“There will be a peacekeeping mission. As far as I know, the two sides were informed at the time,” Parolin told journalists at a book presentation Wednesday, saying, “I’m surprised they say otherwise,” in reference to the denials of any knowledge of the initiative from both Ukrainian and Russian officials.

“As far as I know, they know. Then you know how it is, in the middle of the maze of bureaucracy it may be that communications do not arrive where they should arrive. But mine are only interpretations, I know that both sides have been informed,” he said.

Parolin voiced doubt on whether “the conditions exist today for a ceasefire,” saying, “We hope so, I believe that even the Vatican initiative, if there will be one, intends to go in that direction.”

Parolin’s remarks come after Pope Francis on his return flight from Budapest Sunday made cryptic remarks about a secret peacekeeping mission to end the Russia-Ukraine war, telling journalist on board that, “right now a mission is underway, but it is not yet public. When it is public, I will reveal it.”

He offered no further details, and in the confusion that followed both Ukrainian and Russian officials denied having any knowledge about a peacekeeping mission.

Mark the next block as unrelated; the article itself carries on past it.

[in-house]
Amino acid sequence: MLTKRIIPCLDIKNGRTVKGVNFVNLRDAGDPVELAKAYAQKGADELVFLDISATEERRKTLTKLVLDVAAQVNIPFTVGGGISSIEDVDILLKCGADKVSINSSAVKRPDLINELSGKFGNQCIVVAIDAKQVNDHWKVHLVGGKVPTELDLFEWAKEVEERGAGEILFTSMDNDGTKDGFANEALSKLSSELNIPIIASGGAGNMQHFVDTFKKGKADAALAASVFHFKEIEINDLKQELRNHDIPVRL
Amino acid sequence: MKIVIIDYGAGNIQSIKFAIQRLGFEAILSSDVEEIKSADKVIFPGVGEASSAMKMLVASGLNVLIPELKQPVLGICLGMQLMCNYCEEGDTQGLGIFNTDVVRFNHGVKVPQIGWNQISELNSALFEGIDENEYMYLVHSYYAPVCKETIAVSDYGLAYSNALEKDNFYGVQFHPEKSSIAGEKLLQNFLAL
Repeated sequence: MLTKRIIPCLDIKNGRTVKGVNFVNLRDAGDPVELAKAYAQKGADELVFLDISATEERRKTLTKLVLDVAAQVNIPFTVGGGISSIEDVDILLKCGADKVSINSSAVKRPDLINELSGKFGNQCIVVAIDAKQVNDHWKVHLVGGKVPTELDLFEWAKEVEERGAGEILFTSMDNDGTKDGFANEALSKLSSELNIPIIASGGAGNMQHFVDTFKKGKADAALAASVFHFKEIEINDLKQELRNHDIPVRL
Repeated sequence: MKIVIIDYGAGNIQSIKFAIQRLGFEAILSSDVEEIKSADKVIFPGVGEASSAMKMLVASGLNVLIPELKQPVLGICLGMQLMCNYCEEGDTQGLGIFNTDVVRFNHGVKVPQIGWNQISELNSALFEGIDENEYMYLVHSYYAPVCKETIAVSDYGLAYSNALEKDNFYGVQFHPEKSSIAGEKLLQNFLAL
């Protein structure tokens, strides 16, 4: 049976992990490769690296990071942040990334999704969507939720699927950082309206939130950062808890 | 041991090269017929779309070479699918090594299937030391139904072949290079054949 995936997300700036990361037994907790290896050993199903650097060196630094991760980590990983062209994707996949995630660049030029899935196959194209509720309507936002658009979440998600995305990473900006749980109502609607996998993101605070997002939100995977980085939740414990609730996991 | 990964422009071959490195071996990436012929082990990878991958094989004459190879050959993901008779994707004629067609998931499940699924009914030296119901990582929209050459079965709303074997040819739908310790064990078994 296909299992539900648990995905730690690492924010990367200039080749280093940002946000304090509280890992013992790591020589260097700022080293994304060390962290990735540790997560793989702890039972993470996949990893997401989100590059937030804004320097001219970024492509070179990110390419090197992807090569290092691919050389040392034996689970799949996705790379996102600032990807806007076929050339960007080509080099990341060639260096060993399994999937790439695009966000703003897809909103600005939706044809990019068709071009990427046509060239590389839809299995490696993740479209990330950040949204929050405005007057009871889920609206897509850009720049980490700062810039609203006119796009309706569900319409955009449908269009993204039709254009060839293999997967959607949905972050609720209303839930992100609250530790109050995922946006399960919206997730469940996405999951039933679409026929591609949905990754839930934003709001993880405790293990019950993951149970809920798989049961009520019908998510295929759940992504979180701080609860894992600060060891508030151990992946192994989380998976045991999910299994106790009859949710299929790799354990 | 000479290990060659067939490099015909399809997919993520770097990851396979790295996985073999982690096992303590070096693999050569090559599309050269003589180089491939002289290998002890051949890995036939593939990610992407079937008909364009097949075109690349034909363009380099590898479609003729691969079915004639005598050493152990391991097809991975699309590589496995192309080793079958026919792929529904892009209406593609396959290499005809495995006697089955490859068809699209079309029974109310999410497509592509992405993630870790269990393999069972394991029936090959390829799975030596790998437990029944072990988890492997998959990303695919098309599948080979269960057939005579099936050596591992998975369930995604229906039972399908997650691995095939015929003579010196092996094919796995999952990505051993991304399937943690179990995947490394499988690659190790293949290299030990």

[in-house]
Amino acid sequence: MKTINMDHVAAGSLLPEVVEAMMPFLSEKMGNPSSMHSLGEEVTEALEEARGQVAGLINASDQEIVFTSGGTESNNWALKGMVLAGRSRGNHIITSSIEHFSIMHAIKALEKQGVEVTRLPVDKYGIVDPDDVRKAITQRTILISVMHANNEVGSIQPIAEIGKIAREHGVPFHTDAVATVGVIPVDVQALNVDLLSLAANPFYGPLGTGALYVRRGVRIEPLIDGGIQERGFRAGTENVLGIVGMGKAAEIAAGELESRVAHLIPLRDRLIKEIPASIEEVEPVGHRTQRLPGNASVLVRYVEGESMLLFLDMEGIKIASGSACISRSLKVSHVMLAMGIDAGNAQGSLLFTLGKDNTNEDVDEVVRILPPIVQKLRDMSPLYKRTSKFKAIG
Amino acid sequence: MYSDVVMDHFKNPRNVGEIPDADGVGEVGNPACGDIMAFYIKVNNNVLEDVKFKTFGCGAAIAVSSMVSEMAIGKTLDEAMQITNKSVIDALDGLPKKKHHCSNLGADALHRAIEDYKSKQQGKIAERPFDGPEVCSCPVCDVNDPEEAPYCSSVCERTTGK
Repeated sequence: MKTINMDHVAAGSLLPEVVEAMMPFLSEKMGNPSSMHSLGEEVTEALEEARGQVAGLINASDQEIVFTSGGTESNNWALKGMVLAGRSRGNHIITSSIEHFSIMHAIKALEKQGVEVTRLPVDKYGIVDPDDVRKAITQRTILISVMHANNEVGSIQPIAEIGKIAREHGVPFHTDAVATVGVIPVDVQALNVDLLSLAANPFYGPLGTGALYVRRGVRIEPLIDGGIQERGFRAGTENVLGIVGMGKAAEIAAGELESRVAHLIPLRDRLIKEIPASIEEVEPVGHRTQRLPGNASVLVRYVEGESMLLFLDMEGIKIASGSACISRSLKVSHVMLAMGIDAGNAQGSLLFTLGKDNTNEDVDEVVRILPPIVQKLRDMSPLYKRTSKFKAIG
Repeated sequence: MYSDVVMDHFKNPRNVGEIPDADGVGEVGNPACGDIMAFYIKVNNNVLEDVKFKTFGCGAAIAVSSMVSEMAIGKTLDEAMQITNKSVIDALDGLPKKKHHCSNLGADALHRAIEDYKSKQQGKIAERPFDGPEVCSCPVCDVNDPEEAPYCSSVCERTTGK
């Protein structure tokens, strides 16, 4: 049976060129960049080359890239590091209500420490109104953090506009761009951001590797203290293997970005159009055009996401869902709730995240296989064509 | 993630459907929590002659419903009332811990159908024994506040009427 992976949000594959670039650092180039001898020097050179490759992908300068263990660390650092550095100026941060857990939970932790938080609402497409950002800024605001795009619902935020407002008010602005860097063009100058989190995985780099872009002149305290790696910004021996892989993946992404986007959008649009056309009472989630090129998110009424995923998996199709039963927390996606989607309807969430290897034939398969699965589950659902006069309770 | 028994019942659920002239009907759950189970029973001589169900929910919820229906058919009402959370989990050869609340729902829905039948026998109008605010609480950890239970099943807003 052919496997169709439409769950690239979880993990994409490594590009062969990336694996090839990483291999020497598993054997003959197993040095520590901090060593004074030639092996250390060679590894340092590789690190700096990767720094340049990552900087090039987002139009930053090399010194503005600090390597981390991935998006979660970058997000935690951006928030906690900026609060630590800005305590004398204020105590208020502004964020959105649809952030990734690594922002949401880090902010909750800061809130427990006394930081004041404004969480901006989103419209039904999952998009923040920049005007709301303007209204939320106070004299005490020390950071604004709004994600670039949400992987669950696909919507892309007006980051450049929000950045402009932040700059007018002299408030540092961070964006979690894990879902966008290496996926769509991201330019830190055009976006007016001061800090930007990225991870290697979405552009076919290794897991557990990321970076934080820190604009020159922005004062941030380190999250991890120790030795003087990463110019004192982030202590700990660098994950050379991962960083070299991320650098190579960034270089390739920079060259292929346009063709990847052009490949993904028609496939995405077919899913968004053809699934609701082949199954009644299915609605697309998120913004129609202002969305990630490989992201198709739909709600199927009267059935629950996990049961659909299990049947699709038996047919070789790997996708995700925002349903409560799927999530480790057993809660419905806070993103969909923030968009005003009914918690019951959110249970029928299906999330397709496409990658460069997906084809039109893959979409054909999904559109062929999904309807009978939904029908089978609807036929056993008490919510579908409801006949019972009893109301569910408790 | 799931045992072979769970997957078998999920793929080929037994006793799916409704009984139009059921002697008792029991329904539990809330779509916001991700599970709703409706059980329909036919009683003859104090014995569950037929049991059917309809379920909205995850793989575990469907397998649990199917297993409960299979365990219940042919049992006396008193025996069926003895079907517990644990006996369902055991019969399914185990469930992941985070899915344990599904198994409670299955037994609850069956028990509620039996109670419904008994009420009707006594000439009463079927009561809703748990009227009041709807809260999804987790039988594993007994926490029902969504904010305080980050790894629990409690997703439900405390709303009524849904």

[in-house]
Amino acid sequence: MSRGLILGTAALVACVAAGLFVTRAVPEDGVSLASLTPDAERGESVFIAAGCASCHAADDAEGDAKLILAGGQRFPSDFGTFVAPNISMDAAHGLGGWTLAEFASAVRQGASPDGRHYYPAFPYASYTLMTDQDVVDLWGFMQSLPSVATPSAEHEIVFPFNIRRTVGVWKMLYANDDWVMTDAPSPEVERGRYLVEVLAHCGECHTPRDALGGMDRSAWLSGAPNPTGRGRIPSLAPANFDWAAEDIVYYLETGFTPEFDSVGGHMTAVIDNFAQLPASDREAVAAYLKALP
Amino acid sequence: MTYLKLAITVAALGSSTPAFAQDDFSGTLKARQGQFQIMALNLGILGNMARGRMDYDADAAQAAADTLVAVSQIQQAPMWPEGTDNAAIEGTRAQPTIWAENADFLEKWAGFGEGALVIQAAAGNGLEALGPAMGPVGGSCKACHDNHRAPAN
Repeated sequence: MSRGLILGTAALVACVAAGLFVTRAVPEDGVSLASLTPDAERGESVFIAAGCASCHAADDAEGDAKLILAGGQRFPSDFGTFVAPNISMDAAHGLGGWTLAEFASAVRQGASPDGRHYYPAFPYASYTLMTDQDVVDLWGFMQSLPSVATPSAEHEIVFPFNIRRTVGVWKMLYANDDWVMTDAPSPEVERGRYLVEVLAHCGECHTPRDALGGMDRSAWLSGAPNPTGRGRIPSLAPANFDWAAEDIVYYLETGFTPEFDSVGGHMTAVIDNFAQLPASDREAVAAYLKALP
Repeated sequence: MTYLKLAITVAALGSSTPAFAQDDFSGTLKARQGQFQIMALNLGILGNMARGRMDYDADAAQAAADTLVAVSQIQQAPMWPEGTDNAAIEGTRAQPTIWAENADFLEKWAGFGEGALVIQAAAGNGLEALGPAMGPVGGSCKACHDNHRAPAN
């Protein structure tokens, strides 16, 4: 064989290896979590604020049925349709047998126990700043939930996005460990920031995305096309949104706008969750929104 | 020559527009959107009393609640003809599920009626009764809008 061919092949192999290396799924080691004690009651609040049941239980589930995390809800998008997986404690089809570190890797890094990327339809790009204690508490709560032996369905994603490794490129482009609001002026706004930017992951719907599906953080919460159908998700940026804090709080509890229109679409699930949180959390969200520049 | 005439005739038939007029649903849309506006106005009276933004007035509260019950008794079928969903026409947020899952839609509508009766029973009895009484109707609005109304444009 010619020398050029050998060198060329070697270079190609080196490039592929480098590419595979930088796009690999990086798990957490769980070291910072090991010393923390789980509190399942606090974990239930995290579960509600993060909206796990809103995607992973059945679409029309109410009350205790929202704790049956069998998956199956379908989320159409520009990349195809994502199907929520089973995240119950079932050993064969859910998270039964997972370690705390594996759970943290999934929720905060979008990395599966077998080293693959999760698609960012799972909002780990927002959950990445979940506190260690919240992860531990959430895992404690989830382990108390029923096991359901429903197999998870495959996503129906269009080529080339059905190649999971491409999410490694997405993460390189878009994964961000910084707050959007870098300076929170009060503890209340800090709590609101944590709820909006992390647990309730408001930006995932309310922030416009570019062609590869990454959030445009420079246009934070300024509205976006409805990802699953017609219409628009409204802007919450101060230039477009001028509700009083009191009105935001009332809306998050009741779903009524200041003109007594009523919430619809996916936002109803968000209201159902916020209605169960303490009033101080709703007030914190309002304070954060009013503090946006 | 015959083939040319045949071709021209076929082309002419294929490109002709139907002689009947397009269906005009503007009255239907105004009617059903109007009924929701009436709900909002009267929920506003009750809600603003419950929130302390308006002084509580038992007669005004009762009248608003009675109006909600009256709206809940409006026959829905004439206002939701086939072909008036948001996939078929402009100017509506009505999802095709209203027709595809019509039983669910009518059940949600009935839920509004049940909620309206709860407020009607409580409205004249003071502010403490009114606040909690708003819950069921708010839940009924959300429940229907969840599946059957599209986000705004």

[…]

In his remarks Wednesday, Parolin also commented on recent drone attacks on the Kremlin, saying they make achieving peace more difficult.

“All actions of war, especially if they intend to create an even more hostile climate, do not lead to peace, and certainly do not bring peace closer,” he said, saying the Vatican would like for both sides “to arrive at a cessation of fighting and then start a peace process.”

He spoke on the margins of a presentation at Rome’s LUMSA University of a book on Italian priest Don Tonino Bello for the 30th anniversary of his death, having carried out a peace mission in Sarajevo to stop the war in the Balkans shortly before he died.